Back to Film, or how to find a good cheap camera.

I was recently asked to help someone sell an extensive camera collection.  The cameras represent consumer photography from the 19 teens through the 1960’s.  Many of them are display pieces and are no longer useful without being sent out to a shop for repair.  Overtime cameras that aren’t used suffer from fungus on the lens, sticky shutters, and overall dust. The old folders are vulnerable to separation of the leather from the metal bodies. The old bakelite plastic gets brittle and is prone to splitting. Most of the cameras have one thing in common, they take medium format film. Back in the day the most common roll film was 120. Kodak, perhaps to push consumers into buying Kodak film, used the same film on a smaller spindle and marketed it as 620.  Kodak 620 film was used in everything from the point and shoot Brownie Hawkeye to their early folding cameras.  The folders are interesting because the same roll of film was used for 6×6, 6×7, 6×9 and 6×11 frames.  In addition to changing the number of pictures a roll of film would hold (12, 10, 8, 7 respectively), the negatives are all huge compared to 35mm film. The smallest medium format film size is 645 (15 frames per roll) which produces a negative 2.5 times larger. From there it only gets better. By better I mean the larger the negative the less it needs to be enlarged to produce a sharp viewable picture. In addition that means that larger prints (above an 8×10) are possible.  Since old cameras can be cheap there is an opportunity to get into higher quality film for a low price. The Ansco 40 TLR is one of those finds.

OLYMPUS DIGITAL CAMERA

The Twin Lens Reflex camera was made famous by Rollei from Germany. With superior optics, ease of use, and packaged in a small metal frame, the Rollei was a favorite of professional and amatuers for over 50 years. The problem with the Rolleiflex is that even today you will have to spend over $500 for one in good shape. It inspired many knock offs by nearly every camera manufacturer.  Perhaps the most sought after copy is the Yashica 124. Not the same quality of the Rollei but pretty close and nearly bulletproof, it shares the quality glass lens and metal body of the original. I have one and couldn’t be more pleased. With the combination of a large film size and the lack of a mirror to flop up and down and possibly create camera shake. The lens on top is for viewing only with the bottom lens being used to expose the film. TLRs are capable of very sharp pictures.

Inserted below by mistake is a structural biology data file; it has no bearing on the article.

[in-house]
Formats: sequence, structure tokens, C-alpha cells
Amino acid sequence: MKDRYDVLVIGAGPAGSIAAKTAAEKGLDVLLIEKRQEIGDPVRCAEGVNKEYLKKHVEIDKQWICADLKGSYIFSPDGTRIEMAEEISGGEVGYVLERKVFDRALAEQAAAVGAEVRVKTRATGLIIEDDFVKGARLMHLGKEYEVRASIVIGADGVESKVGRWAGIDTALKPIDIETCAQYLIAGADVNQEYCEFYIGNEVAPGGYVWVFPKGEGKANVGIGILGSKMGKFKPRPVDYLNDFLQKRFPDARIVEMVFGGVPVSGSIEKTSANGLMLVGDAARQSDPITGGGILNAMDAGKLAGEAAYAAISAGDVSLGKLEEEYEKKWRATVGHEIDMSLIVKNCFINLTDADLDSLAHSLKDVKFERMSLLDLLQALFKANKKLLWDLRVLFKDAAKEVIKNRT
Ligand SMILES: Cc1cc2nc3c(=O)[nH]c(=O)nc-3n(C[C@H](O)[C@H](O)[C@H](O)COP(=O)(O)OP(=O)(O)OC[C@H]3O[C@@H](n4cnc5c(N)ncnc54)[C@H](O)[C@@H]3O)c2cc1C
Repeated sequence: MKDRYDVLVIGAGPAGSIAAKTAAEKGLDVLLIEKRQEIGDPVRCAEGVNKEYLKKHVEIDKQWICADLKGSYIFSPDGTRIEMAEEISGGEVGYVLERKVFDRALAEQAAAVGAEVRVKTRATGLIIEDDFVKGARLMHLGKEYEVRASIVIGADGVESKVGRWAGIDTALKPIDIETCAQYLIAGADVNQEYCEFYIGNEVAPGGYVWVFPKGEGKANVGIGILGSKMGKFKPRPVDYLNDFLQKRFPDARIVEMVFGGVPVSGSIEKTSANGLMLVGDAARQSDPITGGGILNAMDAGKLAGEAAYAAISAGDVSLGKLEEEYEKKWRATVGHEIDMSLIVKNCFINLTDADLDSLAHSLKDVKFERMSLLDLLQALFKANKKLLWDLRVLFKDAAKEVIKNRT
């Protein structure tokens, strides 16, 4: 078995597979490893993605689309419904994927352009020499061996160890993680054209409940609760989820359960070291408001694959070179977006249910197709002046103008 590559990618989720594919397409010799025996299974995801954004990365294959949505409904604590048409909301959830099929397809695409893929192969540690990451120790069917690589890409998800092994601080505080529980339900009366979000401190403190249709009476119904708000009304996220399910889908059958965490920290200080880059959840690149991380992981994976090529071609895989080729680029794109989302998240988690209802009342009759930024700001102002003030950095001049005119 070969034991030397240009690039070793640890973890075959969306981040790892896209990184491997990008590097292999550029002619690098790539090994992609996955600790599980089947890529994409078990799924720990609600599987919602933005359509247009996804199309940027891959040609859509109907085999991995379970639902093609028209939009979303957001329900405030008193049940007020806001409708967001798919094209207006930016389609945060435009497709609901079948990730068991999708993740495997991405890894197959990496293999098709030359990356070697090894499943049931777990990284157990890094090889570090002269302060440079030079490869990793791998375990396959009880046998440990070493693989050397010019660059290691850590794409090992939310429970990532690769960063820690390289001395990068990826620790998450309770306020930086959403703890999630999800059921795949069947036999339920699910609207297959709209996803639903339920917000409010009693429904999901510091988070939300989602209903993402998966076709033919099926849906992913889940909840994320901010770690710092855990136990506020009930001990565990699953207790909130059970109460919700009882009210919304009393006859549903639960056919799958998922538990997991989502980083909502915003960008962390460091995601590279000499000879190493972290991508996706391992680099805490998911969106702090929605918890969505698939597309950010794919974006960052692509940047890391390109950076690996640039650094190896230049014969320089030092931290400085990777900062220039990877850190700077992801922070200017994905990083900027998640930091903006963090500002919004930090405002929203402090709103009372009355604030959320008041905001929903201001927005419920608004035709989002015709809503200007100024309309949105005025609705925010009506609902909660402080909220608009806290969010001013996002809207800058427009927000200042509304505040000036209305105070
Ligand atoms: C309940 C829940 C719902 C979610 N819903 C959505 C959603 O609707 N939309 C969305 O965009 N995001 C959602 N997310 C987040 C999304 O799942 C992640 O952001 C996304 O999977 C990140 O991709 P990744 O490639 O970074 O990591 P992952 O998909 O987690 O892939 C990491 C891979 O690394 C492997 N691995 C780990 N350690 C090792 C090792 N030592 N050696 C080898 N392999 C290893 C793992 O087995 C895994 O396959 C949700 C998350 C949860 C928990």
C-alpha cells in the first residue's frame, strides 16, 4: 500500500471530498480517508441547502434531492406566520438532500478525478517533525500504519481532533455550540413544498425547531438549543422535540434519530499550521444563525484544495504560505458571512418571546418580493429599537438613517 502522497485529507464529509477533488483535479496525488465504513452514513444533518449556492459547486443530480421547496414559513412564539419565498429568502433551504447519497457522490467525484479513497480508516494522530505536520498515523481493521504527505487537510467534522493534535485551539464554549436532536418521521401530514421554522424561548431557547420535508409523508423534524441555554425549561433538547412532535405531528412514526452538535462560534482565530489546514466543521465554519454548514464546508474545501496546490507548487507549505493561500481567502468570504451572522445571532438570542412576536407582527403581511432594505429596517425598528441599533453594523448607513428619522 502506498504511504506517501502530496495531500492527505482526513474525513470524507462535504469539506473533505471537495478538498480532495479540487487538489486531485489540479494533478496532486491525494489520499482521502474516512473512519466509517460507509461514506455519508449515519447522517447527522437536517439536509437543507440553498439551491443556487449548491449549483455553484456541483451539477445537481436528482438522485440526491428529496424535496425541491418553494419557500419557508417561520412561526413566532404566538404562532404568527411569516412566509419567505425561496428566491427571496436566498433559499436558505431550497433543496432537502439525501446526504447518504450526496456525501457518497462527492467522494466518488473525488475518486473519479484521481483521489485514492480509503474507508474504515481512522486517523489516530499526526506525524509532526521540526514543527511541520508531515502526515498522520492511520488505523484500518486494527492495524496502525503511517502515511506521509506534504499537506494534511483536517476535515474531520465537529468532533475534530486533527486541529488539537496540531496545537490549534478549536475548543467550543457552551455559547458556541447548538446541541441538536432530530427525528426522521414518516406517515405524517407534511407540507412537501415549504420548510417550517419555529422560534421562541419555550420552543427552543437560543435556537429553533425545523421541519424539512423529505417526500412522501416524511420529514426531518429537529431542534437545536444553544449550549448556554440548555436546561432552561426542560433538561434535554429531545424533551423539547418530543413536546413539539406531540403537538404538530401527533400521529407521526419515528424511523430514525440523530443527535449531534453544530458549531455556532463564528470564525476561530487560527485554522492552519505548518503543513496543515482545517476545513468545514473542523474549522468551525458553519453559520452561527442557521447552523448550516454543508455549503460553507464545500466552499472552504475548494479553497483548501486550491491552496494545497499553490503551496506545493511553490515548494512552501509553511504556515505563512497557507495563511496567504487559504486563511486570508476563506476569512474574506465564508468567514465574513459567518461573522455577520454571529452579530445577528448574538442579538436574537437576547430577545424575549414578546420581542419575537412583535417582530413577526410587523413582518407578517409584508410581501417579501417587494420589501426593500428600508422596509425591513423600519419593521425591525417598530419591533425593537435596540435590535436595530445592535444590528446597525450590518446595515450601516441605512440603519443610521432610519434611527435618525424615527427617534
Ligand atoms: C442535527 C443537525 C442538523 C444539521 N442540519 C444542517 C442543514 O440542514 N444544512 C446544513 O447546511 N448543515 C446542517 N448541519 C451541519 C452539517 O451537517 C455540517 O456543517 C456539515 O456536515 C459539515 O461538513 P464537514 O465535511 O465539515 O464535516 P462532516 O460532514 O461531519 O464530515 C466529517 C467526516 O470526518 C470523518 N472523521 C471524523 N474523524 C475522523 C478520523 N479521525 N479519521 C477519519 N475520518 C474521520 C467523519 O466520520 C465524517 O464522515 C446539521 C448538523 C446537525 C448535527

The Ansco 40 is a very inexpensive copy of this same format.   In addition the Ansco is a viewfinder camera meaning the prism does not help the user to focus on the subject. The lens has distance markings for focusing purposes (called zone focusing).  I came across this camera among the boxes of about 100 cameras. It looked very clean as did the leather case it was in and when I shined a light through the lens there was no evidence of fungus.  So I put a roll of black and white film in it.

Take a look. This is right out of the camera. I cleaned up a few spots but that is it. No adjustments from the software. The camera is like new (40-50 years new). For about $100 US a guy (or gal) could play with this piece of history. Ebay, Etsy, or what ever marketplace you like to frequent has these old TLR’s. Of course let the buyer beware-be sure to buy a camera that is in working condition and if it doesn’t work return it.

Some kinda fun, and you won’t know if you “got it” until the film is developed.

A40004

Shoot film, shoot digital, or do both. It doesn’t matter.

Until next time.

Dave

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